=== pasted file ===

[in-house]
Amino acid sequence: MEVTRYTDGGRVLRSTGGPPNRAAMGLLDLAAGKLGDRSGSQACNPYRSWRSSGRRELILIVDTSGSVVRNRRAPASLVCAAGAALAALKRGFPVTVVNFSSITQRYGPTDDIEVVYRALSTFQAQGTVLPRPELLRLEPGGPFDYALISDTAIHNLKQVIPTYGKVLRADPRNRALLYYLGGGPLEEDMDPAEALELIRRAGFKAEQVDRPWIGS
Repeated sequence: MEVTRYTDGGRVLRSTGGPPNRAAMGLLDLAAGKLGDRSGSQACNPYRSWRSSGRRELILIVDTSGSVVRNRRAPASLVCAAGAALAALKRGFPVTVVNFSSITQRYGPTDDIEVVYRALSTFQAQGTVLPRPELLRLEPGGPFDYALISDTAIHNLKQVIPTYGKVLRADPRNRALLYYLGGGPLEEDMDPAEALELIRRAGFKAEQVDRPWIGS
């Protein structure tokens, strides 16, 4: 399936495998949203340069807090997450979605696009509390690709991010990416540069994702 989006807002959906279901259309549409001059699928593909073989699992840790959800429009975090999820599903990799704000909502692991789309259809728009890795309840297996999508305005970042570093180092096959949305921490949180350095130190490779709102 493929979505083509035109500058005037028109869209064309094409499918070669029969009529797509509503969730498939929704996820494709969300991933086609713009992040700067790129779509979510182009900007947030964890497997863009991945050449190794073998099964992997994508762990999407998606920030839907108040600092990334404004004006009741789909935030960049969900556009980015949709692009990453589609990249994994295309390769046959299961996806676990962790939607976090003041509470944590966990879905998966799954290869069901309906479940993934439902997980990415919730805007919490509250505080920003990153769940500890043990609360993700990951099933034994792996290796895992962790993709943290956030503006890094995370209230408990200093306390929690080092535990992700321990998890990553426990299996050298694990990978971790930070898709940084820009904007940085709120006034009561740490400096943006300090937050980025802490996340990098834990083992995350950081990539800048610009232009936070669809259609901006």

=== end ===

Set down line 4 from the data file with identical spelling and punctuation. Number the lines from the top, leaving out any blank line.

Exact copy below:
């Protein structure tokens, strides 16, 4: 399936495998949203340069807090997450979605696009509390690709991010990416540069994702 989006807002959906279901259309549409001059699928593909073989699992840790959800429009975090999820599903990799704000909502692991789309259809728009890795309840297996999508305005970042570093180092096959949305921490949180350095130190490779709102 493929979505083509035109500058005037028109869209064309094409499918070669029969009529797509509503969730498939929704996820494709969300991933086609713009992040700067790129779509979510182009900007947030964890497997863009991945050449190794073998099964992997994508762990999407998606920030839907108040600092990334404004004006009741789909935030960049969900556009980015949709692009990453589609990249994994295309390769046959299961996806676990962790939607976090003041509470944590966990879905998966799954290869069901309906479940993934439902997980990415919730805007919490509250505080920003990153769940500890043990609360993700990951099933034994792996290796895992962790993709943290956030503006890094995370209230408990200093306390929690080092535990992700321990998890990553426990299996050298694990990978971790930070898709940084820009904007940085709120006034009561740490400096943006300090937050980025802490996340990098834990083992995350950081990539800048610009232009936070669809259609901006």